How one woman found yoga, eased her inner hunger, and started loving herself. Follow Kimber as she shares her journey to loving her body, the joys and sorrows of yoga teaching, and venturing into the wilderness of writing and publishing.

Tuesday, July 26, 2011

Who You Calling Beautiful?

Here’s a variation of a conversation I occasionally find myself in:

“Kimber, I just want to tell you that I find it hard to believe that you ever disliked your body. You’re so radiant and beautiful.”

Me: “Aw, thanks.”

“No, seriously, it’s hard to square how you say you hated your body with what you look like.”

[Momentary stunned silence.]

Me: “I suppose you’re right. That’s the whole point. It doesn’t matter how many people tell you you’re beautiful if you don’t believe it yourself.”

Here’s a half-truth: I wasn’t always as beautiful as I am now. Yup, there’s a bunch of you out there who have known me since I was a wee little mite, and you’ll say, “No-no, Kimber, you’ve been beautiful all along.” But beauty is in the eye of the beholder, right? Other people might see it, but if I couldn’t see it… well, it wasn’t there. Perception is everything. Think about it… have you always seen yourself as beautiful?

For comparison’s sake, here’s what I used to think beauty was:

1. Perfect fat-free body

2. Immaculate cleanliness and grooming

3. Fashion model hair

4. Wrinkle and stretch-mark free as if steam-cleaned and ironed smooth by the dry cleaners’ hulking metal machines

5. Hairless (except for number three above, and of course, eyebrows and eyelashes!)

6. When everyone unanimously agrees you’re beautiful

Do you see the problem here? No living person can live up to that standard of beauty. It’s an artificial, two-dimensional, airbrushed, photo-shopped, billboard model standard of beauty. It’s the standard of beauty that prompted Cindy Crawford to say, “I wish I looked like Cindy Crawford.” I had adopted an unattainable standard of beauty that excluded me by definition. Anyone who asserted otherwise (“You look great/pretty/lovely”) obviously had regrettably low standards and therefore could be disregarded completely as not knowing what the hell they were talking about.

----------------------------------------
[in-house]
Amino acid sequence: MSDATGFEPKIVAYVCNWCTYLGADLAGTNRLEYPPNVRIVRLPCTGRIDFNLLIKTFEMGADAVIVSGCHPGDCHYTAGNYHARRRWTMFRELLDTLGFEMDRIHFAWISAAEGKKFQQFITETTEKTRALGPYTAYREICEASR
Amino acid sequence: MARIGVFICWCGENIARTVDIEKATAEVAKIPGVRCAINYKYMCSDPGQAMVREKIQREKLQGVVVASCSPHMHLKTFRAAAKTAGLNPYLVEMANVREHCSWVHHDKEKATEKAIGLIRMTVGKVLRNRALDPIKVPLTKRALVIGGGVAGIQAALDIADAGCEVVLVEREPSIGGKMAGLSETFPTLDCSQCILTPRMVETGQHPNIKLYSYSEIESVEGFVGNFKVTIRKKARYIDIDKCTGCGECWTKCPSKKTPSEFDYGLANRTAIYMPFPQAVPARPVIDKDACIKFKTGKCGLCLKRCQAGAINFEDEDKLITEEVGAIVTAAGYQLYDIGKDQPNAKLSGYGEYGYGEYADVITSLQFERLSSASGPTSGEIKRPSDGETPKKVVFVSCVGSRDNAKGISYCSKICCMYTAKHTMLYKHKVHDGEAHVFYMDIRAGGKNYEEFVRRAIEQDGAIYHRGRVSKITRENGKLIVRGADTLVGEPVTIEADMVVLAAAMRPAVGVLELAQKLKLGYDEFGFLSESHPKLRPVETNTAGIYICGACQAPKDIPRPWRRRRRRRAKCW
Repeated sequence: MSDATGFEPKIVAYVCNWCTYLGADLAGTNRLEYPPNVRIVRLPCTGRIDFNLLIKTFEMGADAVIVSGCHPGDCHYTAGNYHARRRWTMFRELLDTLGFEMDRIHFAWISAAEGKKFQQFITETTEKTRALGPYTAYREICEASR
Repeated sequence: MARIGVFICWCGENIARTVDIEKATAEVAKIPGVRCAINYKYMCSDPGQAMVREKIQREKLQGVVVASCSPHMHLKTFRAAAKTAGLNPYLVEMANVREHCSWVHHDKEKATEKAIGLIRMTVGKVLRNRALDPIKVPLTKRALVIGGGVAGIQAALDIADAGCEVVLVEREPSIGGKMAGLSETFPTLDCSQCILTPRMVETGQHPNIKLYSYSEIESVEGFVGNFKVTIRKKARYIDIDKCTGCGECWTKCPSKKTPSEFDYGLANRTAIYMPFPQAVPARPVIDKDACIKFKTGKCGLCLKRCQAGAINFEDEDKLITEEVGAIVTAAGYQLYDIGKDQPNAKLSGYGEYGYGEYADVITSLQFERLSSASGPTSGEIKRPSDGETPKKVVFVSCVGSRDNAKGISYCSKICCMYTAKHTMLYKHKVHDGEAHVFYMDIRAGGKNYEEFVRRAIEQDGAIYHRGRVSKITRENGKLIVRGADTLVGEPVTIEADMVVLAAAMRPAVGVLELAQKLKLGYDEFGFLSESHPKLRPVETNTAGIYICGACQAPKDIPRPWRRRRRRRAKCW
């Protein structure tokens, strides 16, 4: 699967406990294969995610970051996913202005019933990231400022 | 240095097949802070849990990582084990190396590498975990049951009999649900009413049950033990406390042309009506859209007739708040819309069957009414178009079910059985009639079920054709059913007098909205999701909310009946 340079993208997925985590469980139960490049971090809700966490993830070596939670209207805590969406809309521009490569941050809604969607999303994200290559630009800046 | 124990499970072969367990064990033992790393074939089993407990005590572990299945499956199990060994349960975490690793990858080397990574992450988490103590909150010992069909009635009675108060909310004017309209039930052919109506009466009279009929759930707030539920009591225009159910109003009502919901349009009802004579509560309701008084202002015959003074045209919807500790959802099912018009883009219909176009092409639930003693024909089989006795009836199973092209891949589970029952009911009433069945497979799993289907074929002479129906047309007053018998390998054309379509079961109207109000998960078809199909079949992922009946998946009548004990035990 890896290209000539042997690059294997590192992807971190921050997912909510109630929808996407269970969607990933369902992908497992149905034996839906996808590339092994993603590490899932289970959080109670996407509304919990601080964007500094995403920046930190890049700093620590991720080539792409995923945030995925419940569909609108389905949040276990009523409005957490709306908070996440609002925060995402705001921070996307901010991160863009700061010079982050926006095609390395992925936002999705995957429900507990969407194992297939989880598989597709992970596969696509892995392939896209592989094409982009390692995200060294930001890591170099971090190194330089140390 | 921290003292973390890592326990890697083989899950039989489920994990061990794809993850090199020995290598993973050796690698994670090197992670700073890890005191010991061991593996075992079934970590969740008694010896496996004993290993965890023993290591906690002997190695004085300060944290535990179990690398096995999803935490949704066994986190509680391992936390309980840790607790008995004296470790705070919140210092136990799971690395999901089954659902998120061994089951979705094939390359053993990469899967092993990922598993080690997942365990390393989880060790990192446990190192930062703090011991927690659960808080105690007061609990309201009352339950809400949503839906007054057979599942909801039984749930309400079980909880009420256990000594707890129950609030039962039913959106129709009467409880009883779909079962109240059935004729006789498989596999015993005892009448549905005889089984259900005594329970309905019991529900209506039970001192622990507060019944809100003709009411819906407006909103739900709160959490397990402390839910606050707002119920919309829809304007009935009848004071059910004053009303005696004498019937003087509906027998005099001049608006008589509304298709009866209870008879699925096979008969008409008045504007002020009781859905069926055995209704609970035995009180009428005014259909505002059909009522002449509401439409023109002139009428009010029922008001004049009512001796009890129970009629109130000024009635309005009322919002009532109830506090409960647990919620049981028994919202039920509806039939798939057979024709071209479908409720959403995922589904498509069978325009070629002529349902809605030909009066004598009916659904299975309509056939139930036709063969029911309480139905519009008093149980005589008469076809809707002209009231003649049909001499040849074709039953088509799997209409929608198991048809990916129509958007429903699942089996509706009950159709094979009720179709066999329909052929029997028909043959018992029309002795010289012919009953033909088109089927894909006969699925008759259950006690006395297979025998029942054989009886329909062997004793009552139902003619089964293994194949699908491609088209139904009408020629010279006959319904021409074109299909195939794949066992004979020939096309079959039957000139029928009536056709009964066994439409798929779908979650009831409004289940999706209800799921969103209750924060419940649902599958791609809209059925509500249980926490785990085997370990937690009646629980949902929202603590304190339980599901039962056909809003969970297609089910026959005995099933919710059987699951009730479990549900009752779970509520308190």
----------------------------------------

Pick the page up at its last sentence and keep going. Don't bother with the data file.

An even more pernicious definition was working away behind the scenes of my unconscious. Though my parents always emphasized intelligence and education, my young brain attached itself to the equation: Beauty = Worthiness. Because I wasn’t beautiful (according to my own definition), I also wasn’t worthy. This further undermined my ability to receive the sincerest, most well-meaning of compliments; since I wasn’t worthy of receiving a compliment and (obviously) wasn’t beautiful, anyone who complimented my appearance was a liar, possibly blind, apparently believed I was a complete idiot, and undoubtedly held some sinister ulterior motive.

The problem wasn’t what I looked like. It was how I perceived my own worthiness.

How can you stop believing in your own unworthiness? Question it. I asked myself: Whoever said I was unworthy? Why should I give a crap about what a jerk like that would say anyway? Why should I believe that I’m unworthy? I couldn’t come up with a good answer.

My yoga practice finally perforated and melted the shield of unworthiness. It’s hard to feel unworthy in Warrior Two or a juicy, well-aligned Tadasana. My body learned to balance in crow pose, and even how to kick into handstand. Nothing unworthy there. And savasana… I soaked up the resting pose at the end of class like it was my birthright. I deserved it. I deserved to feel whole, worthy… even loved.

Worthy enough, I decided, to redefine beauty to include myself. Nowadays beauty has different list of criteria:

1. Inner radiance born of self-awareness and compassion

2. Warmth, friendliness

3. Self-confidence co-existing with humility and humor

4. Love for self that extends beyond self and longs to include all others in its embrace

5. Ease and sense of being at home in the physical body, joy in aliveness

6. Capable of seeing beauty in self and others and everywhere

7. And more….

None of these things are based on appearance, yet when we look at someone who embodies these qualities, is it possible to see them as anything but beautiful? Anyone can attain this standard of beauty… though perhaps not perfectly all the time. Just ask my family if you want proof I don’t always embody the above qualities. But there’s a certain beauty in our vulnerability and pissy-ness, too. Real beauty is flexible and gritty and sometimes downright tough.

If your definition of beauty doesn’t include you, redefine it for yourself. Then take the next step… can you see yourself as beautiful and worthy even when you’re not feeling/being beautiful, even by your own definition? Maybe beauty isn’t something we have to define or pin down. It’s like seeing yourself as God, or the Earth, or Mother Nature sees you… whole, perfect, beautiful, even when you’re not. Maybe beautiful is what we’ve been all along.

Yeah, I’m beautiful. And so are you.

Love Your Body Blog: Part 56